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hared buildings can present a challenge when it comes to

monitoring energy use and encouraging people to change

their behaviour.

C-tech is a five-year research project that is investigating innovative

ways of dividing up and representing energy use in shared buildings

to motivate occupants to save energy.

The focus of the research team is on workplaces, where many

different people interact and share utilities and equipment within

the building. The research considers the opportunities that exist

in engaging whole communities of people in reducing energy use.

Little work has been done in this area to date.

Ian Gillard is the Facilities Manager at Wiltshire Council, which has

been actively engaged with the research. ”Our involvement in the

C-tech project has been motivated by our goals to become leaner

and work smarter as a local authority. Wiltshire Council manages

over 450 buildings ranging from leisure centres to public toilets.

Energy is one of the major overheads for any building that we run,

amounting to over £4.5million per year. If we can reduce this cost we

can have a significant impact on our budget, and as a result on the

value we can deliver to the public.”

The project team has carried out ethnography – embedding

researchers in the council workplaces – and run workshops with

council staff to identify new opportunities to reduce their carbon

emissions, and to set new standards for energy management. “Since

joining the project we have made valuable changes to the way we

manage our buildings and the way we think about energy use,” Mr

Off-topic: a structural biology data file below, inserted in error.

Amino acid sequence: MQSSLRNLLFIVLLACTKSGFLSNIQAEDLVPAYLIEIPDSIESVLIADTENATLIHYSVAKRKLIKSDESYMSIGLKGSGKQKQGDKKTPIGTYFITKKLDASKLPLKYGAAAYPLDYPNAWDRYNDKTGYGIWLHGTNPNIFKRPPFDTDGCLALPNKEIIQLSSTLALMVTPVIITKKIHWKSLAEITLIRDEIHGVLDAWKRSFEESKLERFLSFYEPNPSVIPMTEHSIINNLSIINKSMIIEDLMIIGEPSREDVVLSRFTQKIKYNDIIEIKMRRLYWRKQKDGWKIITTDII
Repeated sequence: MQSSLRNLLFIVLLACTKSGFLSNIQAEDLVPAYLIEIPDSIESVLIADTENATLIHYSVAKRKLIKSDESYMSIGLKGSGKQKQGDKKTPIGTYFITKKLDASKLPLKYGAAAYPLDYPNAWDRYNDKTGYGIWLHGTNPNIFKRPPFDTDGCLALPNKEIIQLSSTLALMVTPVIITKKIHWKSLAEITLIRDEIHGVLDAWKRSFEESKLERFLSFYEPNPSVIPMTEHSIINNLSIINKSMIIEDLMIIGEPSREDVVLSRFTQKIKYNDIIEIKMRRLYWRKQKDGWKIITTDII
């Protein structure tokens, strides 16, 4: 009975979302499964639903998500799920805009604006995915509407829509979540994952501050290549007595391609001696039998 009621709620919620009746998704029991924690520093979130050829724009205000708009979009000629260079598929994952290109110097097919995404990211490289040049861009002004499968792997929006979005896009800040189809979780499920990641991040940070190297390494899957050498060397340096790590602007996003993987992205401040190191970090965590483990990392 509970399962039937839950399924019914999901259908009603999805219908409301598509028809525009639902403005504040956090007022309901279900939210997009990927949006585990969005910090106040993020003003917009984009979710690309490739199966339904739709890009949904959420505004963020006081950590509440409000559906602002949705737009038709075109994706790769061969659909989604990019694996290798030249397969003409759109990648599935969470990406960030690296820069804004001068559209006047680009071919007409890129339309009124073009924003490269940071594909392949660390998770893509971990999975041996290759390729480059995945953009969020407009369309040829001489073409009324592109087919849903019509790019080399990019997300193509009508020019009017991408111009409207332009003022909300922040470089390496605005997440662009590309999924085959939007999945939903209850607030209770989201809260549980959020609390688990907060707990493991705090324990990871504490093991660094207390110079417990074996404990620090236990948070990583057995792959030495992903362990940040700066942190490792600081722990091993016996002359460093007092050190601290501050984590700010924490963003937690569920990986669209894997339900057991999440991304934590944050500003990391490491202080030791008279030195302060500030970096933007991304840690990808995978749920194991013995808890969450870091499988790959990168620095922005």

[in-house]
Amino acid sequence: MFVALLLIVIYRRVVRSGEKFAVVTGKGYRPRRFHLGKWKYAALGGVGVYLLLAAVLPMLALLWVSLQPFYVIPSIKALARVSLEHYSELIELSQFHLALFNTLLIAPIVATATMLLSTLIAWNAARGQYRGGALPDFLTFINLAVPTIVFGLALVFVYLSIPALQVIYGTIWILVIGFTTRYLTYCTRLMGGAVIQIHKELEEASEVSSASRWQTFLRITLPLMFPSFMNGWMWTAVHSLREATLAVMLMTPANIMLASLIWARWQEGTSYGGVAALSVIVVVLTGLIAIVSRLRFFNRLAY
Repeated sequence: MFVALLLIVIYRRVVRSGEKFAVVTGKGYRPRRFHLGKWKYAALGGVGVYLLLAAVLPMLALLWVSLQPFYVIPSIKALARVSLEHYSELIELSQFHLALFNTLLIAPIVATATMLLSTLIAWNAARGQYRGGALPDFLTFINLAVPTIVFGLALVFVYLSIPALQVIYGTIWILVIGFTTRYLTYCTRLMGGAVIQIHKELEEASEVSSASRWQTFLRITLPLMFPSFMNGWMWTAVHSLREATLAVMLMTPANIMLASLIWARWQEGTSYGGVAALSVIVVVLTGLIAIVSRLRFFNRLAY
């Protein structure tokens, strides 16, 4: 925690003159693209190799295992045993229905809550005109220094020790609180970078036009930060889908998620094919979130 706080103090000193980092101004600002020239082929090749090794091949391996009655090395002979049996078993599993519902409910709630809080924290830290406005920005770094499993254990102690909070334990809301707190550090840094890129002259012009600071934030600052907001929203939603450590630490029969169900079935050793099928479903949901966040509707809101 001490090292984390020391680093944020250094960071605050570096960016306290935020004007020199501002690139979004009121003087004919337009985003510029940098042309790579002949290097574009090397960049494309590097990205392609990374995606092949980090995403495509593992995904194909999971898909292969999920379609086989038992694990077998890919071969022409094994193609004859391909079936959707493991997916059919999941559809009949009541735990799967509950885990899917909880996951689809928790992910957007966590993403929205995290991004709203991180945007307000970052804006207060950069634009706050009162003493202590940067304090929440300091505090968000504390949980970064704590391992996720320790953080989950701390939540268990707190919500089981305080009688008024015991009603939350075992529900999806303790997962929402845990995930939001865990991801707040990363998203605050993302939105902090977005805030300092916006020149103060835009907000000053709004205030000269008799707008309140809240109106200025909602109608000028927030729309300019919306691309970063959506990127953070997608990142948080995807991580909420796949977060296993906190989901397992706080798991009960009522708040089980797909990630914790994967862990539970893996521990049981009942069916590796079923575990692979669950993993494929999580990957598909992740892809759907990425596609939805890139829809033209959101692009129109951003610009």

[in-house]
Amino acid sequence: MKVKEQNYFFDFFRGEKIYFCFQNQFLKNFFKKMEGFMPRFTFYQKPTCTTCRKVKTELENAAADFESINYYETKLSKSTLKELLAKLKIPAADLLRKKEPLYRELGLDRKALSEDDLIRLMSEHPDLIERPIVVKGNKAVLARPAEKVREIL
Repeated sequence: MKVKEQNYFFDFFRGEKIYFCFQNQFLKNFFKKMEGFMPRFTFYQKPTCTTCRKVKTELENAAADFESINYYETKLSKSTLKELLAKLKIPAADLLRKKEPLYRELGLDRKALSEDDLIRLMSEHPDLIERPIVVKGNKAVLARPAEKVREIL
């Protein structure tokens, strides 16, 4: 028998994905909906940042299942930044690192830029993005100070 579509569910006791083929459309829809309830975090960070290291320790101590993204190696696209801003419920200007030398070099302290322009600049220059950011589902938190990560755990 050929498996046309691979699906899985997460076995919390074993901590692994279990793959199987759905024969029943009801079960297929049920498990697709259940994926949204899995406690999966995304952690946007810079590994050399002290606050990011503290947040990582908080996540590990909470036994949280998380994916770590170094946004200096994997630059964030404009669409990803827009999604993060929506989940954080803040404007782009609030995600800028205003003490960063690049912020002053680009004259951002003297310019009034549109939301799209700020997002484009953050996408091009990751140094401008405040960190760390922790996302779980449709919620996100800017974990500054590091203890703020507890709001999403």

Gillard says. “As a result of bringing together a variety of our staff

to interrogate our building and utilities data, we have made savings

- including 25 per cent of the gas usage at one of our main offices

by adjusting hot water heating settings. These successes have

added momentum to our own ongoing efforts to develop data-driven

management processes, and initiatives that actively involve all staff

in responsible resource consumption.”

The research also explores saving energy in a workplace setting

and how to motivate people who don’t have to pay the bills. A recent

study as part of the research explores how electricity feedback

is delivered on an energy display and whether this can impact on

people’s behaviours. The research, led by Dr Alexa Spence, found

that displaying electricity use in terms of carbon, as opposed to

cost or kilowatt-hours, raises the awareness of the impact on

climate change. This in turn appears to increase the likelihood

that people will behave in a broadly sustainable manner rather than

just focussing on simple energy reduction (known as behavioural


“Now we are designing energy feedback interventions that are

grounded in our developed understanding of how people may be

motivated and engaged with energy use,” Dr Spence comments.

“We are also crucially exploring how best to integrate these within

current or new organisational policies so that these may be effective

and continue to be effective in the long term.”

One of the team’s early developments is a game for engaging

people with issues around energy in the workplace. Called Idlewars,

the game involves “busting” your colleagues if they leave their

computers on and idle while away from their desk, and resulted in

some very competitive behaviour. Idlewars won the 2014 MACE

EnviroGame award as the best game for spreading the saving

energy message.

Other partners in the project are the University of Southampton and

the Centre for Sustainable Energy.

For further information, please contact:

Dr Alexa Spence



C-tech: Creating the energy for change